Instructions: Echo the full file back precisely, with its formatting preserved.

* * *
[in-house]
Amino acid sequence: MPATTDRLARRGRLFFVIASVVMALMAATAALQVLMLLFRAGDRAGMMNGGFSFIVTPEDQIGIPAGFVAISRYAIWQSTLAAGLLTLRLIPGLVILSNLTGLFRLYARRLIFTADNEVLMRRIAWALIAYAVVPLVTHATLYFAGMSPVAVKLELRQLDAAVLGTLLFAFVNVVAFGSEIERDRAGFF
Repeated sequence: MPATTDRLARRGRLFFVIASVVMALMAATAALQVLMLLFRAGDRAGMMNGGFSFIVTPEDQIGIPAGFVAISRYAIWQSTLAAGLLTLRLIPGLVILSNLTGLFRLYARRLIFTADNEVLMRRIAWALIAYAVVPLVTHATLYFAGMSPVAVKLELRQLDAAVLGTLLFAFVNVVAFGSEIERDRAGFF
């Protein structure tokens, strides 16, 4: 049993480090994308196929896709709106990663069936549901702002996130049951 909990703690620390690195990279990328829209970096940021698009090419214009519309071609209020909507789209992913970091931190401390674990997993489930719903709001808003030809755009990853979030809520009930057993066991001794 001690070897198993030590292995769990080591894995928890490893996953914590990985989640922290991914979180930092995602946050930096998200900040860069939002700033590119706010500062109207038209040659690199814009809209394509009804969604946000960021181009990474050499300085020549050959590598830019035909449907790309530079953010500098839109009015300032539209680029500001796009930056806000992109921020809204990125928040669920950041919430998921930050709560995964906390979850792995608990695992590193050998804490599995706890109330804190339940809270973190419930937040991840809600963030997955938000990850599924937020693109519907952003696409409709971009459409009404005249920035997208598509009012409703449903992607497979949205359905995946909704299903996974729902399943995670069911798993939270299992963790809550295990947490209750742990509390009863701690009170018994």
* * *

[in-house]
Amino acid sequence: MPATTDRLARRGRLFFVIASVVMALMAATAALQVLMLLFRAGDRAGMMNGGFSFIVTPEDQIGIPAGFVAISRYAIWQSTLAAGLLTLRLIPGLVILSNLTGLFRLYARRLIFTADNEVLMRRIAWALIAYAVVPLVTHATLYFAGMSPVAVKLELRQLDAAVLGTLLFAFVNVVAFGSEIERDRAGFF
Repeated sequence: MPATTDRLARRGRLFFVIASVVMALMAATAALQVLMLLFRAGDRAGMMNGGFSFIVTPEDQIGIPAGFVAISRYAIWQSTLAAGLLTLRLIPGLVILSNLTGLFRLYARRLIFTADNEVLMRRIAWALIAYAVVPLVTHATLYFAGMSPVAVKLELRQLDAAVLGTLLFAFVNVVAFGSEIERDRAGFF
């Protein structure tokens, strides 16, 4: 049993480090994308196929896709709106990663069936549901702002996130049951 909990703690620390690195990279990328829209970096940021698009090419214009519309071609209020909507789209992913970091931190401390674990997993489930719903709001808003030809755009990853979030809520009930057993066991001794 001690070897198993030590292995769990080591894995928890490893996953914590990985989640922290991914979180930092995602946050930096998200900040860069939002700033590119706010500062109207038209040659690199814009809209394509009804969604946000960021181009990474050499300085020549050959590598830019035909449907790309530079953010500098839109009015300032539209680029500001796009930056806000992109921020809204990125928040669920950041919430998921930050709560995964906390979850792995608990695992590193050998804490599995706890109330804190339940809270973190419930937040991840809600963030997955938000990850599924937020693109519907952003696409409709971009459409009404005249920035997208598509009012409703449903992607497979949205359905995946909704299903996974729902399943995670069911798993939270299992963790809550295990947490209750742990509390009863701690009170018994």